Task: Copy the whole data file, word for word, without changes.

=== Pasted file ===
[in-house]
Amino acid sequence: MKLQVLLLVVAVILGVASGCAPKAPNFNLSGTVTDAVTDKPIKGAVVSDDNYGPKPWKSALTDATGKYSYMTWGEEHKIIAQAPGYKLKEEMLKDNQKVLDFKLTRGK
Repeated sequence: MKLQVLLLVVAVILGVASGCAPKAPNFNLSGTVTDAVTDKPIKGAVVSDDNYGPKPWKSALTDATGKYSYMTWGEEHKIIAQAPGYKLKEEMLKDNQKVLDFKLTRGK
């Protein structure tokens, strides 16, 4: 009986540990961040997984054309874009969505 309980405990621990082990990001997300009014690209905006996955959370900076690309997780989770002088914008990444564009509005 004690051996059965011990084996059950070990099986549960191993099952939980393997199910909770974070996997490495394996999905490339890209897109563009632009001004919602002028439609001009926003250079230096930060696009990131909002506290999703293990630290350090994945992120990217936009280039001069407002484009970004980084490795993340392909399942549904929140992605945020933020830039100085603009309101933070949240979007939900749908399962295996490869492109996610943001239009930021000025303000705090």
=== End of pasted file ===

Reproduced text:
[in-house]
Amino acid sequence: MKLQVLLLVVAVILGVASGCAPKAPNFNLSGTVTDAVTDKPIKGAVVSDDNYGPKPWKSALTDATGKYSYMTWGEEHKIIAQAPGYKLKEEMLKDNQKVLDFKLTRGK
Repeated sequence: MKLQVLLLVVAVILGVASGCAPKAPNFNLSGTVTDAVTDKPIKGAVVSDDNYGPKPWKSALTDATGKYSYMTWGEEHKIIAQAPGYKLKEEMLKDNQKVLDFKLTRGK
């Protein structure tokens, strides 16, 4: 009986540990961040997984054309874009969505 309980405990621990082990990001997300009014690209905006996955959370900076690309997780989770002088914008990444564009509005 004690051996059965011990084996059950070990099986549960191993099952939980393997199910909770974070996997490495394996999905490339890209897109563009632009001004919602002028439609001009926003250079230096930060696009990131909002506290999703293990630290350090994945992120990217936009280039001069407002484009970004980084490795993340392909399942549904929140992605945020933020830039100085603009309101933070949240979007939900749908399962295996490869492109996610943001239009930021000025303000705090």